Tacoma was recently featured in a report by KIRO-7 news’ Kevin McCarty. McCarty notes,
“Tacoma has always been a beer town… and these days business is booming”. “Several independent craft beer makers are reviving the city’s historic brewery district. Craft breweries large and small are popping up in and around the city’s historic brewery district along Pacific avenue in roughly the same area that once housed three large brewers a century ago. Heidelberg, Columbia and the original Pacific breweries once operated very close to an area now seeing an explosion of beer makers. From 19th street to south 55, large independent breweries are up and running or in the works with several small micro-brewers also dotting the area. Recently Gig Harbor based Seven Seas has announced they’ll open a large scale operation after converting an old warehouse near S. 21st and Jefferson streets.”
For those of us that love beer and Tacoma… this is certainly a “win-win.”
One of the things I love most about selling real estate in downtown Tacoma is introducing clients to the different condominium buildings there – some shiny and new and others tastefully restored. The Vintage Y at 714 Market Street falls into the tastefully restored category. Listed on the National Register of Historic Places, the building was designed by prominent local architect George Bullard and built in 1909 to house the Tacoma chapter of the YMCA. As one of the first chapters in the Pacific Northwest, the Y provided its members with athletic facilities and a robust vocational education program. The YMCA vacated the building on Market Street in 1977, and it was ultimately converted into luxury condominiums dubbed the Vintage Y in 2005. Building amenities include a secure lobby and parking garage, a roof-top deck with barbecue, an outdoor patio, a fitness room and a guest suite.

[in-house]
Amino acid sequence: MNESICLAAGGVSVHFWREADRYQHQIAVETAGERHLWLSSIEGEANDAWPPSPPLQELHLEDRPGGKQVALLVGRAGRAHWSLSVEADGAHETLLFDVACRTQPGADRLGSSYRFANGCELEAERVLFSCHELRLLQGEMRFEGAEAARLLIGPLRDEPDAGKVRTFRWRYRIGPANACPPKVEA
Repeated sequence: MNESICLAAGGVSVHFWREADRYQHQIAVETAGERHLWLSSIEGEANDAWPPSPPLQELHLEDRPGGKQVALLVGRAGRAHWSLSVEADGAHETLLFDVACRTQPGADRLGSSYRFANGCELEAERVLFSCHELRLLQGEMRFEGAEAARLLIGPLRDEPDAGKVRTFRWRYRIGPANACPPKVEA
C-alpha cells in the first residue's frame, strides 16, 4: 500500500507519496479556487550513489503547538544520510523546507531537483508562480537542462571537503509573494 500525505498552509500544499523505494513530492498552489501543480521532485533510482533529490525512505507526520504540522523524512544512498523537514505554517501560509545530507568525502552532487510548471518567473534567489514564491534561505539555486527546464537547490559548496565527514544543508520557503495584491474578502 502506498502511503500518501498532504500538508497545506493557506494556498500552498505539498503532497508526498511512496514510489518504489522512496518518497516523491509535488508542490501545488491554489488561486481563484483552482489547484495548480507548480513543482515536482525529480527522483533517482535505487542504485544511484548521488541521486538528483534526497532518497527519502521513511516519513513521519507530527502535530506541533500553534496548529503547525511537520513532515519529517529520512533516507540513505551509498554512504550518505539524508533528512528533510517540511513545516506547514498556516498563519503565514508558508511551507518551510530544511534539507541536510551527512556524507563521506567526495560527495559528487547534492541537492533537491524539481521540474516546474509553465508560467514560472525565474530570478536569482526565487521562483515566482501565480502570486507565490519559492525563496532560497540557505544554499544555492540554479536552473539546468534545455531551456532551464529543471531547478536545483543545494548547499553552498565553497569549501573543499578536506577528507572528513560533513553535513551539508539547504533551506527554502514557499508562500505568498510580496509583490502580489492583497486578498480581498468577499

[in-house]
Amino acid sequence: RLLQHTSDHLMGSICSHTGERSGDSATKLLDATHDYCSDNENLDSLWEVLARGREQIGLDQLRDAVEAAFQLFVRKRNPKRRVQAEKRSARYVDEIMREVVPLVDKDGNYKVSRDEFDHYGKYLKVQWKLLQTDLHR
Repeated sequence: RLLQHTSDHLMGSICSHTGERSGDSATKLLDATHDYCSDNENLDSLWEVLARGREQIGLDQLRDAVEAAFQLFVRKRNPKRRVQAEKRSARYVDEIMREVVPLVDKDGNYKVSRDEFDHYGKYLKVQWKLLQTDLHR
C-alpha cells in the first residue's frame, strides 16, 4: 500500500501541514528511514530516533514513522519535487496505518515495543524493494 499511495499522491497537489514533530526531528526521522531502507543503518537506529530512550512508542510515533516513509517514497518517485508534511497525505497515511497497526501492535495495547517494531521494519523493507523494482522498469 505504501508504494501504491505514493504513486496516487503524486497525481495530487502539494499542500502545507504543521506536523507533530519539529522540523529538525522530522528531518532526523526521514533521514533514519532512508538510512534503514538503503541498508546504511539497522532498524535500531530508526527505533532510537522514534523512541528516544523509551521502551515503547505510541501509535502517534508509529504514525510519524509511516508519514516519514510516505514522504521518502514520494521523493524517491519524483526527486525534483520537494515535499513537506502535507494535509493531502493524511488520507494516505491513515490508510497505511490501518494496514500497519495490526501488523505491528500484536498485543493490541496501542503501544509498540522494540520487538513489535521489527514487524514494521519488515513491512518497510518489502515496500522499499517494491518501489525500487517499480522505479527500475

The Vintage Y is located in the heart of Tacoma's historic theater district. Nearby venues include the Pantages, the Rialto, Theater on the Square and the Tacoma Armory (all managed by the Broadway Center for the Performing Arts) Upcoming Broadway Center events include the Heritage Blues Orchestra at the Rialto, Spectrum Dance Theater at the Armory and The Capitol Steps at the Pantages. The theater district is also home to the Grand Cinema, which offers an excellent selection of first run independent films. Corina Bakery conveniently located next to the Grand on Fawcett, is great for a quick bite before or after the movies. Deanna Bender’s Over the Moon Café on Opera Alley is one of my favorites for a casual lunch or special dinner. The service is great, the décor is eclectic and the food’s delicious. When I’m in the market for some new household furnishings, I like Giraffe and Dwelling, both on St. Helens.